The United States’ National Highway Traffic Safety Administration (NHTSA) has ordered automakers to report vehicle accidents that involve advanced driver assist software like Tesla’s Autopilot and Full Self-Driving software. The order comes in the wake of a series of crashes in which the use of Tesla’s Autopilot was suspected to have been a factor.
Tesla already maintains logs of the use of its driver assist programs. In some cases, such as a fatal wreck in Texas, the Autopilot was initially suspected to have been active at the time of the crash. However, analysis of the data transmitted subsequently revealed that the Autopilot was not in use at the time.
According to a report published by the National Highway Traffic Safety Administration, driver error is a factor in 94% of automobile wrecks. This does not necessarily mean that a driver is at fault if he or she only had a split second to react to an unexpected condition while driving. It may simply mean that the driver overcompensated or otherwise misjudged the situation. One of the selling points of driver assist programs is that they can cut down on the risk of driver error with features like lane-keeping assistance, recognition of road signs and stop lights that the driver may not always notice in poor visibility conditions, and alerts of a potentially hazardous condition like another driver drifting into the lane.
At the current level of driver assistance programs like Tesla’s Autopilot, the primary hazard involves Tesla owners relying too much on them. There have been cases of Tesla owners pulling dangerous stunts like riding in the back seat of a driverless vehicle. Tesla employees have quietly admitted to the California DMV that the company and CEO Elon Musk overstate the capabilities of its Full Self-Driving software. In response to the recent safety issues, Tesla has turned on a camera mounted to the rear-view mirror on its vehicles with Autopilot or Full Self-Driving activated to track driver alertness.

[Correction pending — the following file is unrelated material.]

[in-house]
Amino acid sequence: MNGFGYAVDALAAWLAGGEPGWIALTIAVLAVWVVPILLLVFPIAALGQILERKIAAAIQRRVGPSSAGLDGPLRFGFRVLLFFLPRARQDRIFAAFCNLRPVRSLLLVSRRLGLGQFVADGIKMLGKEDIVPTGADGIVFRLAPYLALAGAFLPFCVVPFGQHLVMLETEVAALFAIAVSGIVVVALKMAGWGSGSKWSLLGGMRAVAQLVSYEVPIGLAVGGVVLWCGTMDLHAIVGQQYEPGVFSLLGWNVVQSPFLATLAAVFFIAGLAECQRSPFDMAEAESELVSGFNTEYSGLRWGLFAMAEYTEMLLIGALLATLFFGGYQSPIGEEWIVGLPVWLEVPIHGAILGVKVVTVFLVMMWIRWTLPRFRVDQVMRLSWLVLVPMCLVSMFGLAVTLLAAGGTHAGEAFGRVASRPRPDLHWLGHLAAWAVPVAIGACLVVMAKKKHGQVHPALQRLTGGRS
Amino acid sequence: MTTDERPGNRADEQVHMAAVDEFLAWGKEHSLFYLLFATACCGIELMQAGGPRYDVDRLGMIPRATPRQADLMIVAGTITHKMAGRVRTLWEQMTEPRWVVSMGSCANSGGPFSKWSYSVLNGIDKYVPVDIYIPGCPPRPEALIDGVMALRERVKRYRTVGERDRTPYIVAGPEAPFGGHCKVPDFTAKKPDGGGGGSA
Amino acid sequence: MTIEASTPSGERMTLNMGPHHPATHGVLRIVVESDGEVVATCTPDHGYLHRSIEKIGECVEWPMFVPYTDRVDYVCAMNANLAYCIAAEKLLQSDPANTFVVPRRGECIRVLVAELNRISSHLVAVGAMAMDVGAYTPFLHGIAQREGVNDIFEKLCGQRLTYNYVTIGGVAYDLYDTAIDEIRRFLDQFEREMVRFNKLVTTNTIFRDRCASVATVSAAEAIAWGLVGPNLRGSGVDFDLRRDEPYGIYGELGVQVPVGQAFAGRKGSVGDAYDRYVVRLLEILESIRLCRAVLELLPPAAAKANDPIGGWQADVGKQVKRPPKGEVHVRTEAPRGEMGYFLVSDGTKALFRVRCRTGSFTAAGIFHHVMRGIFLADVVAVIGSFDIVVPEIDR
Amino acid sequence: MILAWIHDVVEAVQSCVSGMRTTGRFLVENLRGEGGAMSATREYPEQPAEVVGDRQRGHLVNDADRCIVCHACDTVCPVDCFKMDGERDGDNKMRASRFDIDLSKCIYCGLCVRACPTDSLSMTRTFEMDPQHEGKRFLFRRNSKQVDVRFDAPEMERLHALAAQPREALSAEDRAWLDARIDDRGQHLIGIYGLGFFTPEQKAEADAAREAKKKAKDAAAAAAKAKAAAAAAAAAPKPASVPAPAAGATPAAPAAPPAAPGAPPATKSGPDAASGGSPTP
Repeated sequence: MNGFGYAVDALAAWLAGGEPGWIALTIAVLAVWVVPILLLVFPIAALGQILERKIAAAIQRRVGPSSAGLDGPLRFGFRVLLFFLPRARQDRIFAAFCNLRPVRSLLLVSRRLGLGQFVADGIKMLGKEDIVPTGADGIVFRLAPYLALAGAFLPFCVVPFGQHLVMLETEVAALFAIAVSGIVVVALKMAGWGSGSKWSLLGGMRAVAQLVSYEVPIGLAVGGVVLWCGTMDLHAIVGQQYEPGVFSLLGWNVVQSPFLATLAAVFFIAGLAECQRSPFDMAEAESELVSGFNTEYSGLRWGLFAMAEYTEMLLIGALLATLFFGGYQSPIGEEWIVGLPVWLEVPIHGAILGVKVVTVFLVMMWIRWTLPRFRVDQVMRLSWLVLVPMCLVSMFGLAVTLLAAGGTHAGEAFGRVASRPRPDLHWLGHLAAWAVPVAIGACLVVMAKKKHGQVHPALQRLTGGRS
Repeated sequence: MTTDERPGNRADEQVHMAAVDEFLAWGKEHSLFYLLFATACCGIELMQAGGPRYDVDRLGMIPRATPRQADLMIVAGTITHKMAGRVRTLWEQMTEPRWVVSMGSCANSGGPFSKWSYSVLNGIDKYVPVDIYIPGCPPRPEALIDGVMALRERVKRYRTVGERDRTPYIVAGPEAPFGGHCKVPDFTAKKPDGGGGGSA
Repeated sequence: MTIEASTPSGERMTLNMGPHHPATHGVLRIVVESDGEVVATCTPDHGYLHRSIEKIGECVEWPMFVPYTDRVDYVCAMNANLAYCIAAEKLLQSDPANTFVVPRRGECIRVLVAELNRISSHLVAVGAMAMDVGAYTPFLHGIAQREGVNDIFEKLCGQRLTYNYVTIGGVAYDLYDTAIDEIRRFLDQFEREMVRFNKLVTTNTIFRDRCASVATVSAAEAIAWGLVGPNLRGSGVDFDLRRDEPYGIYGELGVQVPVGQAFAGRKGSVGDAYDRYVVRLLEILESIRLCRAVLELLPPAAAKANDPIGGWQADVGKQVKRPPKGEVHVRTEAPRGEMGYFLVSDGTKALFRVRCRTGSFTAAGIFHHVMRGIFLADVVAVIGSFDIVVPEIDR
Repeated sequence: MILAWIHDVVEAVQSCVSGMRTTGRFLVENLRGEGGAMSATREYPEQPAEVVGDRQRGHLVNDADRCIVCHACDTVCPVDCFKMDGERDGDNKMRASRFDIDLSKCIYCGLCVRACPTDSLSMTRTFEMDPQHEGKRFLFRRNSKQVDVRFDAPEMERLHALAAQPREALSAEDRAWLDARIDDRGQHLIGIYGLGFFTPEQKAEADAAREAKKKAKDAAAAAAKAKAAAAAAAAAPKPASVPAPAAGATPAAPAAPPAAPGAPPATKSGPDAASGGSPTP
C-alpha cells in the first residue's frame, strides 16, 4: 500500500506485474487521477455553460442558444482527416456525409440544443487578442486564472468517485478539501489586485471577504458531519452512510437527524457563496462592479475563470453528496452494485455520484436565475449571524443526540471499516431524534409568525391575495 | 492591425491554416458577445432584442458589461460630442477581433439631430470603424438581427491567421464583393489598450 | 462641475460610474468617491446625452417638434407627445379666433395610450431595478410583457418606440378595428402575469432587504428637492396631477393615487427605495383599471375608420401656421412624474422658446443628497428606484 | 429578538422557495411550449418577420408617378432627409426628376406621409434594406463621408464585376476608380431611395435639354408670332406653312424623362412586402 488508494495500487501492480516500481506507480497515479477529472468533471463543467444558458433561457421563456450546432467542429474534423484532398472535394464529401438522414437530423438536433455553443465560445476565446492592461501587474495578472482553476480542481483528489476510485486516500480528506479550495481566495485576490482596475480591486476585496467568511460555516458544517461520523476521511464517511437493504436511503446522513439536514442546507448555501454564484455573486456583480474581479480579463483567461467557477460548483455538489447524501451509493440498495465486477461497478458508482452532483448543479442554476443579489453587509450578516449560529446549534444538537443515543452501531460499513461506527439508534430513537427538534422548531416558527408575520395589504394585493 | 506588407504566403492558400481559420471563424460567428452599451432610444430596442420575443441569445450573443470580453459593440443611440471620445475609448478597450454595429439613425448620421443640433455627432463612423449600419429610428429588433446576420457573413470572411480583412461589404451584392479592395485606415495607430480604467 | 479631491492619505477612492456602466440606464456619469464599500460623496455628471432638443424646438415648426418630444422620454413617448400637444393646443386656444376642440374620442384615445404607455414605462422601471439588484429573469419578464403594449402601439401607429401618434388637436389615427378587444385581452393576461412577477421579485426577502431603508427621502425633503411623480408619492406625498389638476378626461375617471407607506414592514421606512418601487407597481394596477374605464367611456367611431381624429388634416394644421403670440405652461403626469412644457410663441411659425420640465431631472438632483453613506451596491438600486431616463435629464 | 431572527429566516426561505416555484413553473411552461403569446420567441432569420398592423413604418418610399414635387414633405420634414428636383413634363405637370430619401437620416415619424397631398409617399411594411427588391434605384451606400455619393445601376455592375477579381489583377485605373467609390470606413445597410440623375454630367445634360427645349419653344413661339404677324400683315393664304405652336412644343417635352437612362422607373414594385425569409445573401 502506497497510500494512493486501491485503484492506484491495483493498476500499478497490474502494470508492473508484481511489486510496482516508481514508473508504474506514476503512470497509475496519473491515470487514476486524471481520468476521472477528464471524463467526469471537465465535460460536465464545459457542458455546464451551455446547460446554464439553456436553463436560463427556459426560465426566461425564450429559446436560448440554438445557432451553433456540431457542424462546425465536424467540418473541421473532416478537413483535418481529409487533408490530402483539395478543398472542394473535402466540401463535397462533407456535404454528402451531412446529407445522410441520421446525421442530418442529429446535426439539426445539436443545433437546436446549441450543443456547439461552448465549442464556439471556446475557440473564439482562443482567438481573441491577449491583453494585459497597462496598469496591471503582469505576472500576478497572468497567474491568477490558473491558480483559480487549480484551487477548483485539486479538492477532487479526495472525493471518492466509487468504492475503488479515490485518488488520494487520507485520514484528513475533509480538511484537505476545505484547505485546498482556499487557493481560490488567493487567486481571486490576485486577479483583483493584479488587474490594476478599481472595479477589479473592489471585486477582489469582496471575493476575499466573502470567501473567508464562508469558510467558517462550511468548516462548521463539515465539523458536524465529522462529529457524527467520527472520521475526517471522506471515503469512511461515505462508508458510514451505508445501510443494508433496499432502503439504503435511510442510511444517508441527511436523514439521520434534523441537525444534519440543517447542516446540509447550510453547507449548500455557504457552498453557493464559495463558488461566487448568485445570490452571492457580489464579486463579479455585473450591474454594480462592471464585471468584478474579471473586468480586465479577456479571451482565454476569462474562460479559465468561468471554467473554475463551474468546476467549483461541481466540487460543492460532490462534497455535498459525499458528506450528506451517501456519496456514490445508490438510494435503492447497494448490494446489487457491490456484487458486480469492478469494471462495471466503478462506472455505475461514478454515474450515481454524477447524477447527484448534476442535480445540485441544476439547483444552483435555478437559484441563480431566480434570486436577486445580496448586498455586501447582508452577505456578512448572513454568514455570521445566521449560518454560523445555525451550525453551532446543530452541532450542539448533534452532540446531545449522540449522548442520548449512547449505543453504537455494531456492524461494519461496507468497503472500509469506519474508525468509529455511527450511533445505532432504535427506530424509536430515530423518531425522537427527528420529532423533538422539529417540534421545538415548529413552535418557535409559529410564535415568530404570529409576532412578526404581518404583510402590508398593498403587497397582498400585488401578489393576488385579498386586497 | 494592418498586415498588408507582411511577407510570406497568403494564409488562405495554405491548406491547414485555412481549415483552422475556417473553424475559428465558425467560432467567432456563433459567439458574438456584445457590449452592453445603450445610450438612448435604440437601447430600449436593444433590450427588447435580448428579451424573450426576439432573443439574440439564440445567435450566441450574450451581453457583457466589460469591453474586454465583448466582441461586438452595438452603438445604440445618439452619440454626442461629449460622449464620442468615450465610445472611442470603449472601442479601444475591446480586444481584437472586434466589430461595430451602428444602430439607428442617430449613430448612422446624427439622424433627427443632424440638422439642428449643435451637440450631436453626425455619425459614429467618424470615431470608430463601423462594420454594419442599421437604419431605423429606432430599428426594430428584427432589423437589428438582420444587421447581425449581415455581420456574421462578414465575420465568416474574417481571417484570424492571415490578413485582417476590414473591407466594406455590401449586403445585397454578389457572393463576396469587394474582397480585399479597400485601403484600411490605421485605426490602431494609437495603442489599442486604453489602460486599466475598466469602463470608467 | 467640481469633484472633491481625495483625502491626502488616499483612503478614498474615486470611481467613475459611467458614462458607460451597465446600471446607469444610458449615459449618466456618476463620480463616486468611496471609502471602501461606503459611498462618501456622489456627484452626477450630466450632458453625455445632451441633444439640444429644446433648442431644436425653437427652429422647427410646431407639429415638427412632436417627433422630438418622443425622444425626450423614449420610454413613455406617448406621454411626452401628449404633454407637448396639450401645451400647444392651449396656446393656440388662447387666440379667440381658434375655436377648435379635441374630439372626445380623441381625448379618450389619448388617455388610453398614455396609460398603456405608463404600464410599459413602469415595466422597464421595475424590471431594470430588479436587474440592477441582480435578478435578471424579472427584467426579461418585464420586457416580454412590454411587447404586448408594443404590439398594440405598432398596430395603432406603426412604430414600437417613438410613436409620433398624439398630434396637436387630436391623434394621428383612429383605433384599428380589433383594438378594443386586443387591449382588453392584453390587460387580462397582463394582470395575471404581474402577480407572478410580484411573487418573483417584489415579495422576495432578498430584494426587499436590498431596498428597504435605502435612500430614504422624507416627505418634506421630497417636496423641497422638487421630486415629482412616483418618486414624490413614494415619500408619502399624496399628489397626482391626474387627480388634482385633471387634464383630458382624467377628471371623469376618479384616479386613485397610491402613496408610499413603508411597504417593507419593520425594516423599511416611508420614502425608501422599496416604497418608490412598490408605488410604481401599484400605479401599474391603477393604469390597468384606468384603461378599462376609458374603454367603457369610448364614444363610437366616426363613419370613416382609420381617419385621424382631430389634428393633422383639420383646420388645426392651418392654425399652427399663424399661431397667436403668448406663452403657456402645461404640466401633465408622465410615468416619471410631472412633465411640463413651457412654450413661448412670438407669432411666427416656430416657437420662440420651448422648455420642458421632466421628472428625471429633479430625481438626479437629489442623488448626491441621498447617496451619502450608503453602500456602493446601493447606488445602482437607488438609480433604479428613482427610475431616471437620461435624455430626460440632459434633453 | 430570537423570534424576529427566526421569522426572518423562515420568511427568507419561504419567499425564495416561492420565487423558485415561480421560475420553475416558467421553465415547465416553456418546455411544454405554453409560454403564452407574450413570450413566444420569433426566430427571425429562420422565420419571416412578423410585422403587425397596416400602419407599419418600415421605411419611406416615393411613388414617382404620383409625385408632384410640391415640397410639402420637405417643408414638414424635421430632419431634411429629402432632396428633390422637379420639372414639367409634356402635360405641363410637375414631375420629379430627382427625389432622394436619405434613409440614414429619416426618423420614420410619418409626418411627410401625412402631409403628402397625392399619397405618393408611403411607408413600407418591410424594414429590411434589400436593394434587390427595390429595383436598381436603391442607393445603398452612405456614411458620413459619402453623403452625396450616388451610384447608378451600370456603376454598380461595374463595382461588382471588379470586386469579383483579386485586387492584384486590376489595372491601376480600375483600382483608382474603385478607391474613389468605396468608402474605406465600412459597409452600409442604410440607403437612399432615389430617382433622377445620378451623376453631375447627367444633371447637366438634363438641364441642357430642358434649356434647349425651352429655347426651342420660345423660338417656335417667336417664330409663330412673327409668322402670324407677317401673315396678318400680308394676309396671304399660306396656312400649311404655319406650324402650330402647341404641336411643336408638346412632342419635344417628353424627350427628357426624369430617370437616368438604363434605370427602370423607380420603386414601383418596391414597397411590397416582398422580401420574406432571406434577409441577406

Then why does the National Highway Traffic Safety Administration want automakers to report accidents, especially when they might not always be aware that there was a wreck involving one of their vehicles? According to the regulatory agency, it’s purely a matter of data collection.
“By mandating crash reporting, the agency will have access to critical data that will help quickly identify safety issues that could emerge in these automated systems. Gathering data will help instill public confidence that the federal government is closely overseeing the safety of automated vehicles,” says NHTSA acting administrator Steven Cliff.
According to the NHTSA’s new mandate, automakers will be required to report accidents involving their driver assist programs within 10 days of becoming aware of them and submit a report on all crashes involving their software every month. Tesla may find it a simple matter of collating the data that was transmitted from Tesla vehicles to its supercomputers, including its newest one, which is officially the fifth most powerful supercomputer in the world.